I went out that evening to catch a movie in Manhattan, and I fell into a heavy sleep while riding the subway home. I woke up just as the train opened its doors for my station. I staggered to my feet like a drunk and walked to the station stairs, only half-awake.
I saw a young woman pulling a large suitcase toward the stairs. I wasn't in the mood, but I asked her if she wanted me to carry it up the stairs, and, damn it, she pulled a fast one on me and said yes. I hate when that happens.
It's like when I offer women my seat on a crowded subway. Hell, they're not supposed to take the damn thing from me; they're just supposed to smile, say thanks, and remain standing so I feel good about myself without having to actually move my ass.
Anyway, I lug this thing up the steps and it weighs a freaking ton. I don't know what this woman was carrying, but it felt like it artillery shells. I got to the first level of the station, all too aware that there was yet another flight to go before we reached the outside world.
The woman, and an older lady I hadn't noticed before--the mother, perhaps-- both thanked me and as they took the suitcase. I guess I should have taken it up the next level, but even a saint gets tired.
And today while walking around Park Slope I realized I had lost something very dear to me. It was one of my mother's funeral mass cards, which I always carry with me.
One side bears the image of St. Martin de Porres, my grandmother's patron saint, and the other has a poem about motherhood.
"You only have one mother," it begins, "Patient, kind and true. No other friend in the world will be the same to you..."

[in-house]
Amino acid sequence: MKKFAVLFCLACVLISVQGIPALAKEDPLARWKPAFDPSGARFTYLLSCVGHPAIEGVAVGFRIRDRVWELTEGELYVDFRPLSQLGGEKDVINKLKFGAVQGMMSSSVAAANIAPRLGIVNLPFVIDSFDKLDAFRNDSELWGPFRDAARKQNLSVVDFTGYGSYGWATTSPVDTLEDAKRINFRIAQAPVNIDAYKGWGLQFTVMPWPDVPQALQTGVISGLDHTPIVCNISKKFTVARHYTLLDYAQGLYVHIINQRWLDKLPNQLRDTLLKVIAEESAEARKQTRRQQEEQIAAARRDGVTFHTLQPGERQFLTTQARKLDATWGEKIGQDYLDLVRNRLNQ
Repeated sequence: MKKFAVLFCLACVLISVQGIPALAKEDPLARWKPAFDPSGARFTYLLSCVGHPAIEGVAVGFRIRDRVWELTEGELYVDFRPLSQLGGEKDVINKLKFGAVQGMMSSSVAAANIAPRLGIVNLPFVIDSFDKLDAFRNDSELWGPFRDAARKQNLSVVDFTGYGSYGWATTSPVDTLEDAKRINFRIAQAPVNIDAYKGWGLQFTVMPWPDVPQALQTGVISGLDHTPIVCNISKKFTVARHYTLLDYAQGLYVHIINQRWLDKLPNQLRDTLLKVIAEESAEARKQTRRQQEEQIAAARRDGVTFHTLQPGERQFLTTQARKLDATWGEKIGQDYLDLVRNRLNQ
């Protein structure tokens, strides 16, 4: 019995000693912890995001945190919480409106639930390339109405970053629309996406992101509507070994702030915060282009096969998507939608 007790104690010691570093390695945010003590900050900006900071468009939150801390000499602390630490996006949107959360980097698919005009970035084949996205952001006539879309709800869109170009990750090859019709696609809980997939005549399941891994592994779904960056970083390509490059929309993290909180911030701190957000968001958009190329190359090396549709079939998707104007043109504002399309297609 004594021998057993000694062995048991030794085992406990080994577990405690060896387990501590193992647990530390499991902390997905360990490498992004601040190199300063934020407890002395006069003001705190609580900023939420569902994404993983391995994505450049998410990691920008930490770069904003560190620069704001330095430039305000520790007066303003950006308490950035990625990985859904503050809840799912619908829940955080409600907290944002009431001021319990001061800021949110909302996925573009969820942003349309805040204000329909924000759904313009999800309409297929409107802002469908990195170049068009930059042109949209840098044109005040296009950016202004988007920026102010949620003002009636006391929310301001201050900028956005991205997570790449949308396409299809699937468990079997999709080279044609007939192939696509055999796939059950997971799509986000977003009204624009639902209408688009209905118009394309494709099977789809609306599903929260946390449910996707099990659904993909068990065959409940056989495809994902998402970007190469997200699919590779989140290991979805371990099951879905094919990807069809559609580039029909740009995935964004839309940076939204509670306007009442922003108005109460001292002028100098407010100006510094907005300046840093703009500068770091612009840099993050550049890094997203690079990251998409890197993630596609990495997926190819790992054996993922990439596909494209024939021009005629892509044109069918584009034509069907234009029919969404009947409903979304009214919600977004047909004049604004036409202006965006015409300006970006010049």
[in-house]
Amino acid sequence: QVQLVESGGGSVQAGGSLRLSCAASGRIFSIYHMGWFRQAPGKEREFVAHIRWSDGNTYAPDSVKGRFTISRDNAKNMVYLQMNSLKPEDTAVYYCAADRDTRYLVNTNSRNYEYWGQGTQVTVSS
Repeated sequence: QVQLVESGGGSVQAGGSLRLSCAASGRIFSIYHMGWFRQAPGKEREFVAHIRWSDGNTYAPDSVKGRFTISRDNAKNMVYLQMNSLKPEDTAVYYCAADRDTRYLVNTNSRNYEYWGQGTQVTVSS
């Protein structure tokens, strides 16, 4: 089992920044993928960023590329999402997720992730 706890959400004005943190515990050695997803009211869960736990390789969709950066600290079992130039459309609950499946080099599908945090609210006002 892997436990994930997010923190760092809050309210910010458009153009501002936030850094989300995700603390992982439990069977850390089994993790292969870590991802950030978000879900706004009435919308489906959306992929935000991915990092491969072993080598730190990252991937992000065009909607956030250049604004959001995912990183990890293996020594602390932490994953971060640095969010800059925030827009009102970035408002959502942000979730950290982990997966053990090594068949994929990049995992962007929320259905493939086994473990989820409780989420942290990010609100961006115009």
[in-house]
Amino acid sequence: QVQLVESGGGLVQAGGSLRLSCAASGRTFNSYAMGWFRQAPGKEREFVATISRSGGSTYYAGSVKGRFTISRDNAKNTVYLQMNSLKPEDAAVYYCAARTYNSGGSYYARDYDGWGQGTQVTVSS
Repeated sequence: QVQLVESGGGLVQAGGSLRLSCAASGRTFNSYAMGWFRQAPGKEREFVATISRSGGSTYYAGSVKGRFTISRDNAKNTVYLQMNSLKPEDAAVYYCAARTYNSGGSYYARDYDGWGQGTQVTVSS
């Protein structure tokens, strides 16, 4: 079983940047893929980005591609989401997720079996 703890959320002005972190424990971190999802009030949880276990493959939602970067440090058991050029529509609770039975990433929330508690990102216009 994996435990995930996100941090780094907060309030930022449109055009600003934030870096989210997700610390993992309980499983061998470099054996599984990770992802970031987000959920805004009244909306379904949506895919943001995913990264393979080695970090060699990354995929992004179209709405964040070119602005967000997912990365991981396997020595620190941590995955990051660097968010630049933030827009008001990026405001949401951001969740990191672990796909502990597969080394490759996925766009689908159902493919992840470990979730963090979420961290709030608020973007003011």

I get a lot of strength from this card and I often hold in my hand when I'm troubled, or kiss it when I want to thank God for helping me out of a tight spot. The words are so simple, perhaps even mawkish, but they sum up my mother's devotion to her family.
When I found it was missing I became very upset. It doesn't speak well of my to lose something so important, and even though the funeral home must have printed up 100 of these laminated cards, I didn't like the idea of losing something with my mother's name on it. What kind of saint would be so careless?
I went back to one of the bars where I had been drinking, which was probably part of the problem, but there was no sign of it. As I walked back to the train station, watching the sun go down behind the 9th Street subway bridge, I got philosophical about the missing mass card.
Maybe it's good in a way that I lost the card. Maybe someone who really needs it will find it and take comfort from those words, find peace in the image of St. Martin.
Perhaps some homeless person seeking shelter in an ATM will hold it tightly in his hand when things look bad for him, the way I do when I'm upset, and find strength inside himself he never thought he had.
I felt like I was spreading my mother's goodness around the world, the way a gardner plants seeds. Maybe something beautiful will grow in someone's heart when they read that mass card.
I sincerely hope so.